Sunday, February 18
Overview: Cleveland Home & Garden Show
The Cleveland Home & Garden Show is held each year in early February at the IX Center--a huge soulless warehouse of a building. I can never decide whether the display gardens breathe life into its metal frame or whether the natural beauty suffers in the cavernous, badly lit space. Probably a little of both. The timing is right, though, for plants and gardens to delight and inspire those who are weary of the whitish greyish brownish monotony of a Northeast Ohio winter.
This year, the main theme for the gardens was "Ireland," with a secondary theme of "green." A modern and environmentally friendly interpretation of an Irish castle was the centerpiece of the show. I'm not sure what I expected from the castle, but I wish that more information had been made available on the green building techniques and how they could be adapted by homeowners to improve our own "castles."
The interior of the castle was mostly disappointing. The two bright spots were the works from local artists featured throughout the house and the gorgeous kitchen cabinetry. The exterior was beautiful, though, and combined form and function very well. The first picture features a corten steel sculpture of lilies that graced the front patio. (I loved that--I'm a sucker for corten and other rusty metals.) Beyond the sculpture you can see the solar panels on the garage roof and a small waterfall that spills into the "moat" water feature.
The second picture shows a green roof that was visible from a second story walkway. The grass courtyard surrounded by square planting beds is pretty, but I couldn't help but think there are more practical planting options than grass when you are building a green roof. I also couldn't see where the excess water from the roof drained, even though it was obviously built on a slant--I suppose that these are some technical details that aren't worth worrying about when you're building a short-term display, though.
Next to the doorway that led out to the green roof were a pair of espaliered bay laurels that made my jaw drop. I have been checking out my two bay plants every since, wondering why I never thought to prune them into interesting shapes!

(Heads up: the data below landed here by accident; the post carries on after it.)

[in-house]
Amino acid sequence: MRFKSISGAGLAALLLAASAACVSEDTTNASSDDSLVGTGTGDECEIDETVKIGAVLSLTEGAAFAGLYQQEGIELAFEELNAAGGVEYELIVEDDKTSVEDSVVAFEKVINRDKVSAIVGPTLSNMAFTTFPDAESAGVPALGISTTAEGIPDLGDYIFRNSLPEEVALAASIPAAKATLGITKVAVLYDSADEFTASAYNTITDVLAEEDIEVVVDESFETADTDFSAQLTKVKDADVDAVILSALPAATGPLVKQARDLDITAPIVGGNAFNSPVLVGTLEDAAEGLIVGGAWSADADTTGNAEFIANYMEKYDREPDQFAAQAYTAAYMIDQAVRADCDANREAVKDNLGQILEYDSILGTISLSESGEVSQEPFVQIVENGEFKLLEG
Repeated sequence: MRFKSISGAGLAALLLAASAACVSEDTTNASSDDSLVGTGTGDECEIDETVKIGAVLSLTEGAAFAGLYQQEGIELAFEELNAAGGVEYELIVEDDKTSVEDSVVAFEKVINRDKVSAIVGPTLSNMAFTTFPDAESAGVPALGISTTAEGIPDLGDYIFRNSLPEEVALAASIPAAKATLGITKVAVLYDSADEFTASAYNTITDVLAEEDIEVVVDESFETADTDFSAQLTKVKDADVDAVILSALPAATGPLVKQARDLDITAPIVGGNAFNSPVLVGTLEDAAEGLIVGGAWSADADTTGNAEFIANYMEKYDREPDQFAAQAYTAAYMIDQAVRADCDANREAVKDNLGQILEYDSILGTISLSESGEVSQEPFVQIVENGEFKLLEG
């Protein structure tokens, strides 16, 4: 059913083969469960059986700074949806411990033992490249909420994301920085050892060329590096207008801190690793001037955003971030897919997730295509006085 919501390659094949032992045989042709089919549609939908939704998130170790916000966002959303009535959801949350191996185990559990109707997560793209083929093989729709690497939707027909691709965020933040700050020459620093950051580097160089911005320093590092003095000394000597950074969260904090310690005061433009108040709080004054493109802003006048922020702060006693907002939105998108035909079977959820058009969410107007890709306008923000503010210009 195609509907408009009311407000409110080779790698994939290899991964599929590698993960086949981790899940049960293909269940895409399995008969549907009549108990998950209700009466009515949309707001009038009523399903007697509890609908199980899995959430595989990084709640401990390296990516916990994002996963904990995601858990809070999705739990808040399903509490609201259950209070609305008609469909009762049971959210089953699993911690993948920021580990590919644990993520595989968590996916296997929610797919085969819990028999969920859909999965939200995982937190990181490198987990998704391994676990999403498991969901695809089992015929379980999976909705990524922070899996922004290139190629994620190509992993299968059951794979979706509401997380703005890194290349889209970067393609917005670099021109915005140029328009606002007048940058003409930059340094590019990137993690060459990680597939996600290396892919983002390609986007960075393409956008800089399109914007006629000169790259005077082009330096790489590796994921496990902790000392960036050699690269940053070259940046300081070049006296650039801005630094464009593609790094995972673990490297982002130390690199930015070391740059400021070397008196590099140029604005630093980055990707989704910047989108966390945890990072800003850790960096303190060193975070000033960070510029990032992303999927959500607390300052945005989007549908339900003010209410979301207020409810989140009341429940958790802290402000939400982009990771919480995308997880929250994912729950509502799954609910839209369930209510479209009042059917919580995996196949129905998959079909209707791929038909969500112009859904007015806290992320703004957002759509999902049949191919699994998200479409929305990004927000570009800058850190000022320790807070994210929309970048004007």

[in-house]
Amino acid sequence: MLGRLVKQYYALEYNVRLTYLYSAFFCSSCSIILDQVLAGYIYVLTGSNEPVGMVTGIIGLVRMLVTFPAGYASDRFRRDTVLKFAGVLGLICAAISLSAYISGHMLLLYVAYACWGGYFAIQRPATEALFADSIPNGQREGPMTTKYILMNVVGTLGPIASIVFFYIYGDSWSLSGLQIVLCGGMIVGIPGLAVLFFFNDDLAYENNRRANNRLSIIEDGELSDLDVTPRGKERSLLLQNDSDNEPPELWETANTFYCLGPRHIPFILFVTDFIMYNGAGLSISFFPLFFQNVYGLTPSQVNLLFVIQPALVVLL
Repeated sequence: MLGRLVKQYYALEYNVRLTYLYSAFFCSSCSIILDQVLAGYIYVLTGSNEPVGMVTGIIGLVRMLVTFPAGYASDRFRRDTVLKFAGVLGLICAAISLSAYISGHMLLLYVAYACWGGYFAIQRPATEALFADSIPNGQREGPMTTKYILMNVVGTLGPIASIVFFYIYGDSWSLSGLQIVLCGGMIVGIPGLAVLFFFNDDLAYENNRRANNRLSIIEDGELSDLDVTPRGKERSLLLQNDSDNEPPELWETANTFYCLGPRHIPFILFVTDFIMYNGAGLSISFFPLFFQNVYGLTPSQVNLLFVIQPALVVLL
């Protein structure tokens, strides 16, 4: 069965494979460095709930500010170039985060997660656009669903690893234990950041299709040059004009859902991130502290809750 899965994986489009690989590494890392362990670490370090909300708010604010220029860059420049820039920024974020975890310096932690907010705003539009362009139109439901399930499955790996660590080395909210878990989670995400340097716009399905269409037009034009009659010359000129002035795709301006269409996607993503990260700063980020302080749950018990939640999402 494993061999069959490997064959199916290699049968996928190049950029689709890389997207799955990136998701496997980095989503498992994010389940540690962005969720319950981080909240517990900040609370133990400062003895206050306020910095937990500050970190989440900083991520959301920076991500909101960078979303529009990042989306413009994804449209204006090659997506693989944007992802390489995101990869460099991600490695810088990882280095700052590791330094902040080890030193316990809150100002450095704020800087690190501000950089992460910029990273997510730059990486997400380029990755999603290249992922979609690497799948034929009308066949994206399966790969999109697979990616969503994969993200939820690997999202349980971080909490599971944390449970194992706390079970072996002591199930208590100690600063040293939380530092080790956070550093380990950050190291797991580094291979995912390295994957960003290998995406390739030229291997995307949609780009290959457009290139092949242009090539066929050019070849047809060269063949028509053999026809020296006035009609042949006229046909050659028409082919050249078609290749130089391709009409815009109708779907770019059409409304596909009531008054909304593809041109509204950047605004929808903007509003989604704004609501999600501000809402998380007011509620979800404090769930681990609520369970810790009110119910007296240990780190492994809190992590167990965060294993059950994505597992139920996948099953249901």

The castle was the first thing we walked through when we arrived; after that we moved on to the display gardens. Twentysome gardens were created by various landscape professionals and garden centers, most of them "in tribute to" or "sponsored by" (I can't quite figure out how that works) a local media talent.
The first display garden that we came to after exiting the castle was not quite like the others--there were no obvious signs with TV station logos and glossy, smiling mug shots at its entrance. It was simply a ring of standing stones surrounded by a waist-high berm of grass. A flat stone walkway encircled the standing stones, and at the center of the stone circle was a misty bog filled with heaths, heathers, orchids, ferns and moss. It was delightfully mysterious, a Druidic ruin brought into the modern day.
Most of the rest of the display gardens were not so much in keeping with the "Ireland" theme. Even when they were lovely, they did not quite transport you to anyplace other than an expensively well-done backyard... and I really wanted to be transported.
Although I was not very enthusiastic about the display gardens overall, some did have interesting features and ideas. I have a few pictures to show: Some great use of stone, how much interest you can create with just green and brown in a composition, etc. I also found an interesting way to use rusty metal in a practical application in my own garden!
All of that must wait for another day, however. I am never good at being concise and I'm sure that I have gone on quite long enough for one post. In the meantime, you should be able to click on any one of these pictures to see it in a larger size, if you want to take a closer look.